Perspectives from the Frankfurt Book Fair: 1 attendee’s impressions

Thanks to Heather Moulaison for this report from the Frankfurt Book Fair.

For me, “book fair” brings to mind rows of vendors with stale candy trying to hawk their wares under unforgiving fluorescent lights. That’s what I was expecting when I left for the Frankfurt Book Fair roughly two weeks ago. ACRL has been sponsoring a booth at the fair for years, and this time, I was one of the recipients (through WESS, the Western European Studies Section) of a small stipend to attend the Book Fair (from Oct. 18-23) and staff the ACRL booth. Unfortunately, it looks like funding for the ACRL booth and the stipends is going to be cut entirely next year.

After having been there, “Everyone goes to the Frankfurt Book Fair because everyone goes to the Frankfurt Book Fair” rings true; I was involved with a fantastic group of attendees and made great international contacts. Surprisingly, though, the Book Fair programs were most definitely worth attending and describing here.

First I saw a presentation by Google. Thinking back on last year’s OCLC Environment Scan that, to paraphrase, said patrons want to search OPACs the way they search Google, I was pleased to hear finally what Google claims to be about: focus on positive user experience, never detract from that experience, insure the purity of the search, act first and refine later, function as a switchboard between user and content. The bulk of the presentation covered the two aspects of the Google Print program: the Publishers program where publishers voluntarily submit works, and the Library program where libraries open their stacks to Google. Google Print did seem to make sense from the publisher point of view. Even the Library program didn’t seem quite so villainous after it was clear that small snippets are shown on the results screen and the entire work is not ever revealed. If it’s used as a supplemental tool to helps patrons to find things, my cataloger’s mind tells me this can’t be a bad thing. The copyright/intellectual property issues weren’t addressed. I left thinking for the first time like Google Print is probably a good thing for libraries and patrons, but despite the “public good” aspect, I still wasn’t convinced that the Library program is a fair use of copyrighted material according to the law.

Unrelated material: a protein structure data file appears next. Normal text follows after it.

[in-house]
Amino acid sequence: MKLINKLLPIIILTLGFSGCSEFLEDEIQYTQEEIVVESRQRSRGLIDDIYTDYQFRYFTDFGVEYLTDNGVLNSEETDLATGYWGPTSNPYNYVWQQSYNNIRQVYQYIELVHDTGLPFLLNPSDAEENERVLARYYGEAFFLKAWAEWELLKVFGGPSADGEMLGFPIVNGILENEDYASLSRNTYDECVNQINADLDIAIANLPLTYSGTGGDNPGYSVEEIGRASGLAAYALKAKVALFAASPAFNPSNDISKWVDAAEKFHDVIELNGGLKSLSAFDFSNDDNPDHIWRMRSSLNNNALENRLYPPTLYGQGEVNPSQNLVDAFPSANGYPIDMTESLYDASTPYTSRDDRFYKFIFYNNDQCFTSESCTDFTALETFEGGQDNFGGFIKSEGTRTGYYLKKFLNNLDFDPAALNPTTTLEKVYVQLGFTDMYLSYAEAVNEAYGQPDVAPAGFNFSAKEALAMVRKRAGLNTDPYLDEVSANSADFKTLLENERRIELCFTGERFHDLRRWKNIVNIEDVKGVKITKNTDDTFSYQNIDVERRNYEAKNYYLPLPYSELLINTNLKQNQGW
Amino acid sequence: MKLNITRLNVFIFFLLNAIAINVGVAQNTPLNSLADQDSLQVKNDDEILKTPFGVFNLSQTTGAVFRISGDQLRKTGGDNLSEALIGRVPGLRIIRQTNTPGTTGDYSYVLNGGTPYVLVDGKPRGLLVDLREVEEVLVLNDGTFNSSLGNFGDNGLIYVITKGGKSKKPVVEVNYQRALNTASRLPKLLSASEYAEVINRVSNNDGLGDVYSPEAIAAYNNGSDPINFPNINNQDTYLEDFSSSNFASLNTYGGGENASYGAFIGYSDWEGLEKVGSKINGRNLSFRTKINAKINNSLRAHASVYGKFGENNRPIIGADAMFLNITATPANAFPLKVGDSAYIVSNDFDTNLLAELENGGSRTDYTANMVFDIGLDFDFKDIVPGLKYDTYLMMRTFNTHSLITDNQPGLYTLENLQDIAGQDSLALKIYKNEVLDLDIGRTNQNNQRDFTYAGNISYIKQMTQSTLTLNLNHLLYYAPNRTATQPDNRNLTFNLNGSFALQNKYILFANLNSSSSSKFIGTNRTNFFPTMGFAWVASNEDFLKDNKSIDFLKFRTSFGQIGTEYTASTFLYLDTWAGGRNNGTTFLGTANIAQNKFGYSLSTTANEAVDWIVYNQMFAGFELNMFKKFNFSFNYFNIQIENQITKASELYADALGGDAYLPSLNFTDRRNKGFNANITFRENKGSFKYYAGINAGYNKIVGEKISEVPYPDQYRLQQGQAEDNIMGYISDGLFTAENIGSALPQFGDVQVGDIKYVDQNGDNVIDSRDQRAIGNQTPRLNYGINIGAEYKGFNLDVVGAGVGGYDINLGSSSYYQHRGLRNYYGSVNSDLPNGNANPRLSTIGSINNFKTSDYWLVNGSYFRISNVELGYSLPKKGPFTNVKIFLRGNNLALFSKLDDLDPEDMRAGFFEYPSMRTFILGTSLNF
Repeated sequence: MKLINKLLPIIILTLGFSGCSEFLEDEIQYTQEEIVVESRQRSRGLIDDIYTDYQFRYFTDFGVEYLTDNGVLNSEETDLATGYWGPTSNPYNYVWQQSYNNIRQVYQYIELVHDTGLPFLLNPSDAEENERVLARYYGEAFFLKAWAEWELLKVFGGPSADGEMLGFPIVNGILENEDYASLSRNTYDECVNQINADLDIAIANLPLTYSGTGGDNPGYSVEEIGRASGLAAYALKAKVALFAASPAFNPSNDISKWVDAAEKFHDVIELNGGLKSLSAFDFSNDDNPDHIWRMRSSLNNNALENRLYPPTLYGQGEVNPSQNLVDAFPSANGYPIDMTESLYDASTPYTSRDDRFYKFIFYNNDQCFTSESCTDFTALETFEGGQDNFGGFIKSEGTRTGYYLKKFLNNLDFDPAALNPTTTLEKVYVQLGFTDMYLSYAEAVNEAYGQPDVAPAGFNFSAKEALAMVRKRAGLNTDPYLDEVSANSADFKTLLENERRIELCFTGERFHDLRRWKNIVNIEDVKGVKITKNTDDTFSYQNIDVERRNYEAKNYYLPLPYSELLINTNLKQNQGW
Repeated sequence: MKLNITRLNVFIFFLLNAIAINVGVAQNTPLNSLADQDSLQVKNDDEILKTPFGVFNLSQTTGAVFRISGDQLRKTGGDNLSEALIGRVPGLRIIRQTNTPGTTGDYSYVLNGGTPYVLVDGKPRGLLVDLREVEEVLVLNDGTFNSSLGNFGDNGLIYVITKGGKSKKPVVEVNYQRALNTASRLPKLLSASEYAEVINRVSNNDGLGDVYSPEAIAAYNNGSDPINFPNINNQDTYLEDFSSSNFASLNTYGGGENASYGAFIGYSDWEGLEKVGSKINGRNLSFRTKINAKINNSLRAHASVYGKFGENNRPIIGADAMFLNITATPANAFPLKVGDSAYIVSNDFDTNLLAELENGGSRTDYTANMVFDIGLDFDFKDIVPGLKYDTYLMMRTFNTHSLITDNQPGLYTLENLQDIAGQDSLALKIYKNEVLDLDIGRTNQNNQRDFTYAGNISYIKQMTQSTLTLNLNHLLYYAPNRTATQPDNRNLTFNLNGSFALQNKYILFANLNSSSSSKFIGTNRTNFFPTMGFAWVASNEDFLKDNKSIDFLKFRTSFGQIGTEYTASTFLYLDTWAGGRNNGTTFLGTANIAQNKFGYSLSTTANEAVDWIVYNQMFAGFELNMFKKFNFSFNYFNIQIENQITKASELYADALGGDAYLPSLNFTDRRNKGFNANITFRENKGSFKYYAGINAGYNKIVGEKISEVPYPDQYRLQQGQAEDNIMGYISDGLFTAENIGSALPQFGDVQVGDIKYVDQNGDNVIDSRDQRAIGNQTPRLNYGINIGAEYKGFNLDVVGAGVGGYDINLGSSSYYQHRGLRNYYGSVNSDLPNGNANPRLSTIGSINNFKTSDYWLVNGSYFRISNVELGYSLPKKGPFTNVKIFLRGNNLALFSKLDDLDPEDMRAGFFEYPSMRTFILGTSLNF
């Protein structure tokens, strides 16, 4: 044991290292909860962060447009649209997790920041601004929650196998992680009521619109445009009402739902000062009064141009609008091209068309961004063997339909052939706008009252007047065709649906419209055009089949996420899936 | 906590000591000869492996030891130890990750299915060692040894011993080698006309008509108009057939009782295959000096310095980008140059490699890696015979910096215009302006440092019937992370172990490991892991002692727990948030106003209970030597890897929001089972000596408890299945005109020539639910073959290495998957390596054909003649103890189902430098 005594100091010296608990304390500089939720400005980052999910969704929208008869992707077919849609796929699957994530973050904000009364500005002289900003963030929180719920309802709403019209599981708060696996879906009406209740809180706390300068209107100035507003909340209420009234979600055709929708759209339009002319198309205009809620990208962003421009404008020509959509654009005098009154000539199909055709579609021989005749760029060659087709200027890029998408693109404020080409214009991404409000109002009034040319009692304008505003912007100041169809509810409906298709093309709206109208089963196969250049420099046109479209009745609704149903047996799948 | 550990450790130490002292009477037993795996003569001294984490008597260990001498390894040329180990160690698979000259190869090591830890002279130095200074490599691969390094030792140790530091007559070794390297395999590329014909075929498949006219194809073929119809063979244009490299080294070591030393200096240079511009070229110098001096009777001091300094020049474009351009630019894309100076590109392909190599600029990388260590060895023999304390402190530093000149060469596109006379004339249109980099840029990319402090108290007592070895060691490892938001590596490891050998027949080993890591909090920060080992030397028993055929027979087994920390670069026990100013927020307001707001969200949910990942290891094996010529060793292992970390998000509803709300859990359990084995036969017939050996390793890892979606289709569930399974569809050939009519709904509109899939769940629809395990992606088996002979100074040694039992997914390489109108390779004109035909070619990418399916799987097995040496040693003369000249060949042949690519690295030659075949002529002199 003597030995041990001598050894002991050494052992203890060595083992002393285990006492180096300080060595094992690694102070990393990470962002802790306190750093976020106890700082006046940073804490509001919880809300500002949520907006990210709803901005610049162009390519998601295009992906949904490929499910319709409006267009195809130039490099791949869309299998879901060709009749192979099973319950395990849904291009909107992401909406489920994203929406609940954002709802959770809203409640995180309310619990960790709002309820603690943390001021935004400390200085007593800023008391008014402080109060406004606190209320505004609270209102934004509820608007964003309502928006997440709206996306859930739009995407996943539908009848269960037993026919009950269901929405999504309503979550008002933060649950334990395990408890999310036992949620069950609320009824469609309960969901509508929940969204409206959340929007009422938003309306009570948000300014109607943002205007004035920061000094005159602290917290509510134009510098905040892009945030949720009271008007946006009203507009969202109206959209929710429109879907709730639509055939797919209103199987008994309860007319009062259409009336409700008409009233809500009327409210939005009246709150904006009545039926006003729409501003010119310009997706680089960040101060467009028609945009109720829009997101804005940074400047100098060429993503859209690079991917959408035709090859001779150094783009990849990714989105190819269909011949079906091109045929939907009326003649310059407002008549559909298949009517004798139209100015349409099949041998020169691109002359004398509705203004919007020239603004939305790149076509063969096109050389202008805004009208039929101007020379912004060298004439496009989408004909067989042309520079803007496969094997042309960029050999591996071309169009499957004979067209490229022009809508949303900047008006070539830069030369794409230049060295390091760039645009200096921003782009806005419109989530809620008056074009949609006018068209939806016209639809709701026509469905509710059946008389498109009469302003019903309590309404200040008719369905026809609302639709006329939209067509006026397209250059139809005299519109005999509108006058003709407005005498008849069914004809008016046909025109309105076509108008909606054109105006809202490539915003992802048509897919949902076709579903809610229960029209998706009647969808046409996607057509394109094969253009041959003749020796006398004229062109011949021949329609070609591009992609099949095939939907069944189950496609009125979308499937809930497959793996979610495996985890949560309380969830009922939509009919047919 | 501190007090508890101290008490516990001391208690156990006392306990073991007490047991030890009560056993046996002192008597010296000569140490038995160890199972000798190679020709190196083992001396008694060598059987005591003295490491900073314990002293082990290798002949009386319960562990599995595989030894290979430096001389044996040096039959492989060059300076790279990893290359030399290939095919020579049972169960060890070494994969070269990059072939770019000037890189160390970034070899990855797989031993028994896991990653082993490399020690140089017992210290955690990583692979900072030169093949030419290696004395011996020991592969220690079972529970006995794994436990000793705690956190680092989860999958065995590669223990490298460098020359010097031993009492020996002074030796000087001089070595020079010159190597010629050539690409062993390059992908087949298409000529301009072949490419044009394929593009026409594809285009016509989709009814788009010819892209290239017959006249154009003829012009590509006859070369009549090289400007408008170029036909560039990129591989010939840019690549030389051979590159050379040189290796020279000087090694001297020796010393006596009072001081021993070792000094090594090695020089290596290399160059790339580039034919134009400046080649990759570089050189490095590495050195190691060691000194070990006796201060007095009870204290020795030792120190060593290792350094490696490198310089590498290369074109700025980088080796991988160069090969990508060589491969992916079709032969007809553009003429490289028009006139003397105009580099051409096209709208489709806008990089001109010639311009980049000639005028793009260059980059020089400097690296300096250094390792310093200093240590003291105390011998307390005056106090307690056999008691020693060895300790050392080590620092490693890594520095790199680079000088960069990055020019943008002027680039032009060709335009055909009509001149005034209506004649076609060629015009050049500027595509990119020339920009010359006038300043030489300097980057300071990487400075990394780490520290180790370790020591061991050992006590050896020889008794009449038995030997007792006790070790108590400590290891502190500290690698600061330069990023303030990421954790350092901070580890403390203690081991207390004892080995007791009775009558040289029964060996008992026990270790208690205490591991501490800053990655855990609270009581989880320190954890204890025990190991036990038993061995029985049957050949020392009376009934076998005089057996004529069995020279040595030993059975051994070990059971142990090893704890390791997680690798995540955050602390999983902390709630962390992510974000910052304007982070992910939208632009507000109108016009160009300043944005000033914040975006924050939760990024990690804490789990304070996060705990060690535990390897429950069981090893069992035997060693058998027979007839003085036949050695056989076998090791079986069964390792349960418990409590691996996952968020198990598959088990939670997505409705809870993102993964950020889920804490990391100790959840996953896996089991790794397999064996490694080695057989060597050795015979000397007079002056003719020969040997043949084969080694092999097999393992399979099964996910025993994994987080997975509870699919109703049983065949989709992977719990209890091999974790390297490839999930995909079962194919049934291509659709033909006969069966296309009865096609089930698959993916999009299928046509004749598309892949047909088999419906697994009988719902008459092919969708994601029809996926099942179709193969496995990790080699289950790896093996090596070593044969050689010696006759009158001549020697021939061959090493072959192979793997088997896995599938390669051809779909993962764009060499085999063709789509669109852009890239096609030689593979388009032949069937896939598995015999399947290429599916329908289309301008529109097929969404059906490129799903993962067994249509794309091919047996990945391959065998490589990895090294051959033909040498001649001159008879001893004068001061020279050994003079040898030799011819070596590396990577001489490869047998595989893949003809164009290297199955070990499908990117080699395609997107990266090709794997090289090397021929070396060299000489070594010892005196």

Perhaps the most interesting session was the one on electronic publishing. I wasn’t able to stay for the entire program, but saw quite a lot. The head of the French National Library, Jean-Noël Jeanneney, began by presenting a short talk on the impact of electronic publishing. He followed the structure of the traditional French lecture: 1) discussing convictions that a digital divide is being created, that books will outlive the web, and that there is a necessity for cultural diversity with the creation of new technologies; 2) addressing the problems and dangers Google presents if they establish a monopoly on digitized information and if only English language results are available; 3) responding with the notion that other possibilities exist, that government should lead organized ventures and that democratic projects like wikipedia were valuable. He didn’t discuss concretely any of the French or European digitization plans. During the presentation, Jeanneney reasserted that his position on the matter of Google’s projects does not stem from an anti-American stance. It seems to me this was in response to articles in the Anglo-American press; I remember some in the Chronicle of Higher Education alluding to his chauvinism, in the French sense of the term.

After questions from the audience, Jim Gerber from Google gave his presentation; he used roughly the same PowerPoints as the one I’d seen the day before. Gerber took a couple of shots at Jeanneney; for example, his introduction included the fact that the two had something in common: Gerber, like Jeanneney, was not anti-American. Google’s stated mission is to organize all the world’s information and make it universally accessible and useful. Librarians of the world, snicker in unison? Audience questions tried to get at the legality of the Print program and the need for licensing and contracts, but those questions were brushed aside. Archiving seemed to be on the minds of those seated around me – and the problem of what would happen to the digitized versions in the future. Were we all to trust Google blindly? They are, nevertheless, trying to make money. These were the questions that didn’t get asked officially, but were mumbled amongst the librarians in the group.

Did this whet your appetite for information about the Book Fair? Look for more coverage in an upcoming edition of C&RL News.

–Heather Moulaison, Cataloging/Modern Languages Librarian, The College of New Jersey

One thought on “Perspectives from the Frankfurt Book Fair: 1 attendee’s impressions”

  1. Thanks for the report, Heather. I think it’s important for librarians to be involved in the book publishing industry, and Frankfurt is an excellent place to be involved at the heart of it.

    We had an interesting discussion of the copyright issues involved in Google Print a little while ago. Your concern about trusting Google blindly is certainly shared by many in publishing. I’m not opposed to the move (mainly because I think it’s time to reexamine the nature of “copy” in a digital world) but Google is not very forthcoming with their ultimate plans, and there are implications that aren’t clear to me at all.

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